I didn't get the gratitude angle until I was much older, because as far as I could see the food was grown by humans and prepared by humans.  Agriculture and weather gods I might have thanked, but not so often that, if they were listening at all, they weren't getting any work done.

I also didn't understand my dad's god was omni-omni-omni for a long time, either, or was supposed to be able to pay attention to everything and everyone at once, and that, unlike my own gods, he wouldn't have to stop something else to pay attention.  The concept is still a bit foreign to me, although I no longer feel that daily grace must be annoying to him.

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« Reply #4: May 25, 2008, 03:22:53 pm »

When I would stay with friends or relatives who said grace three times a day it seemed to me that they were being really disrespectful to their god, trying to call his attention away from whatever big godly thing he was doing to say 'hey, look, we're eating'.  It seemed such an attention-seeking thing to do, and, as I said, disrespectful.

I didn't get the gratitude angle until I was much older, because as far as I could see the food was grown by humans and prepared by humans.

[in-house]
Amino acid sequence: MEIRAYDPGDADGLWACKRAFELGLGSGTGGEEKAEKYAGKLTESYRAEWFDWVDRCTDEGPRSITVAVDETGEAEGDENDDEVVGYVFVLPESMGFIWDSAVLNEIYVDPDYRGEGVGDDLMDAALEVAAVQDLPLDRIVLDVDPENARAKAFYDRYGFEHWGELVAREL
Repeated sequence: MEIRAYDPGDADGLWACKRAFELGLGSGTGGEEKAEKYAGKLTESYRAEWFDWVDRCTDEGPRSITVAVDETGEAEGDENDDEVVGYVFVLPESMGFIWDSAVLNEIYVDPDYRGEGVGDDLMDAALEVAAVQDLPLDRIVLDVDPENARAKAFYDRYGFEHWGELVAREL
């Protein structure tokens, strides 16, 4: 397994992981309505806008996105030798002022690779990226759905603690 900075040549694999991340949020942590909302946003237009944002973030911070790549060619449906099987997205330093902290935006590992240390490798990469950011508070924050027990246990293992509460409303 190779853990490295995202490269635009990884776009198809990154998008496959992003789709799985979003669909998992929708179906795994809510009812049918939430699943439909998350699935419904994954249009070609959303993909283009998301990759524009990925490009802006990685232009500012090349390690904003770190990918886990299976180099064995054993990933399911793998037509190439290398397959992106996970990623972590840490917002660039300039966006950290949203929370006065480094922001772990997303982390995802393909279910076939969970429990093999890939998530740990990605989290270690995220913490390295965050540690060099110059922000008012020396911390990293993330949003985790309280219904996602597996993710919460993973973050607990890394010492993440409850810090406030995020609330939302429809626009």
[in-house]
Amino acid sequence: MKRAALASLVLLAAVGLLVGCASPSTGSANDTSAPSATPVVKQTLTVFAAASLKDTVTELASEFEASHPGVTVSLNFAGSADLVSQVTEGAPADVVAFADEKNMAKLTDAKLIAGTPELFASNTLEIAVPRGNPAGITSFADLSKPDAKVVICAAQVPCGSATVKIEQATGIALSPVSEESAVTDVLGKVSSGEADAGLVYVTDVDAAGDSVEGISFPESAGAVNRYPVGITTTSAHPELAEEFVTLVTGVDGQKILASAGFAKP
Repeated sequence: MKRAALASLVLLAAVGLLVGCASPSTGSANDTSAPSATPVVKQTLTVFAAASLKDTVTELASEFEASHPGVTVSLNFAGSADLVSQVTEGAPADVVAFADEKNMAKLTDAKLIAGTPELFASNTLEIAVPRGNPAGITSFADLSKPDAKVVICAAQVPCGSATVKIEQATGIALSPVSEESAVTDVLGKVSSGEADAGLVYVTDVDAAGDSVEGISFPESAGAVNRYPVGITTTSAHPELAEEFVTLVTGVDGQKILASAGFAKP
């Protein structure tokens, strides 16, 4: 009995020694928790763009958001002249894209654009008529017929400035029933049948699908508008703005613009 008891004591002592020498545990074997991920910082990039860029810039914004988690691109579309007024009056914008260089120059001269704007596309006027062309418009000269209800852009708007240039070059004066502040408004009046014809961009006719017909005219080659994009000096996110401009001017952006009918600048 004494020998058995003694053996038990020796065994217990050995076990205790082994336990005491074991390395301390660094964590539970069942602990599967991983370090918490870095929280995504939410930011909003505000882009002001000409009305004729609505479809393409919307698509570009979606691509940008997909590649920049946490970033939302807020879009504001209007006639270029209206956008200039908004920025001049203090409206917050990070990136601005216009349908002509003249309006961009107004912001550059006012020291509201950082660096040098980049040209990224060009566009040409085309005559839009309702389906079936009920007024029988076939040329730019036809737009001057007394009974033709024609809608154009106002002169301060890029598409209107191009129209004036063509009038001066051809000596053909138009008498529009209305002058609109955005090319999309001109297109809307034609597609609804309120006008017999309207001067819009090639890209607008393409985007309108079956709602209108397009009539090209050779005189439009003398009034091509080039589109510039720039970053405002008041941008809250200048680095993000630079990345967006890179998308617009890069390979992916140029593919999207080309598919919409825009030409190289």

I had to laugh when I read this, because that was exactly my attitude toward prayer when I grew up.  To pray for anything personal seemed, to me, to be bothering God (raised Christian) with trivialities when there were so many bigger issues in the universe.  I wasn't seeing the gratitude aspect of it either in those days.  Funnily enough, I pray daily now both for the purpose of showing gratitude as well as communicating with deity.   My how the times change!

(Side note: Hmm... wonder if there's been a recent thread discussing the purpose or function prayer?)

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« Reply #5: May 25, 2008, 03:25:08 pm »

(Side note: Hmm... wonder if there's been a recent thread discussing the purpose or function prayer?)

There hasn't- I've been wanting to make one, but I can't seem to articulate myself well enough to post anything. Please do, though!